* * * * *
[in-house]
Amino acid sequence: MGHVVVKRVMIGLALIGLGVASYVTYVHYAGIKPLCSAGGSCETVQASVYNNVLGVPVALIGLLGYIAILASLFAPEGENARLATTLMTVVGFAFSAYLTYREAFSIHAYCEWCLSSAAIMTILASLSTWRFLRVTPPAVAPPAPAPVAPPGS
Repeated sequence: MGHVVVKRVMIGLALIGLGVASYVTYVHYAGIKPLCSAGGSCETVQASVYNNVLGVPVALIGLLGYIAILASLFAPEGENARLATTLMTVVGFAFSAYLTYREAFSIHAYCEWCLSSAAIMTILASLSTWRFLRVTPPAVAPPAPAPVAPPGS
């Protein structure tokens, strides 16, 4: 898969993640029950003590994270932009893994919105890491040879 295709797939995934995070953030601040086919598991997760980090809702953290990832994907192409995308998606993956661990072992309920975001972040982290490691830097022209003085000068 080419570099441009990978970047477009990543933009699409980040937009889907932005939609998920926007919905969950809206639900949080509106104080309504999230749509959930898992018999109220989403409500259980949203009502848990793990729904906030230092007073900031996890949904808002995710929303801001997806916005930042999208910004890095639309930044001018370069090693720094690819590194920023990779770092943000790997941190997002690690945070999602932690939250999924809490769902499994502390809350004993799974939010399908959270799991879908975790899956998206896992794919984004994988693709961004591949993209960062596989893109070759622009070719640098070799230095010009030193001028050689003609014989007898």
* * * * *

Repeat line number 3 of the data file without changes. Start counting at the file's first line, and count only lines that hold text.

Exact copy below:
Repeated sequence: MGHVVVKRVMIGLALIGLGVASYVTYVHYAGIKPLCSAGGSCETVQASVYNNVLGVPVALIGLLGYIAILASLFAPEGENARLATTLMTVVGFAFSAYLTYREAFSIHAYCEWCLSSAAIMTILASLSTWRFLRVTPPAVAPPAPAPVAPPGS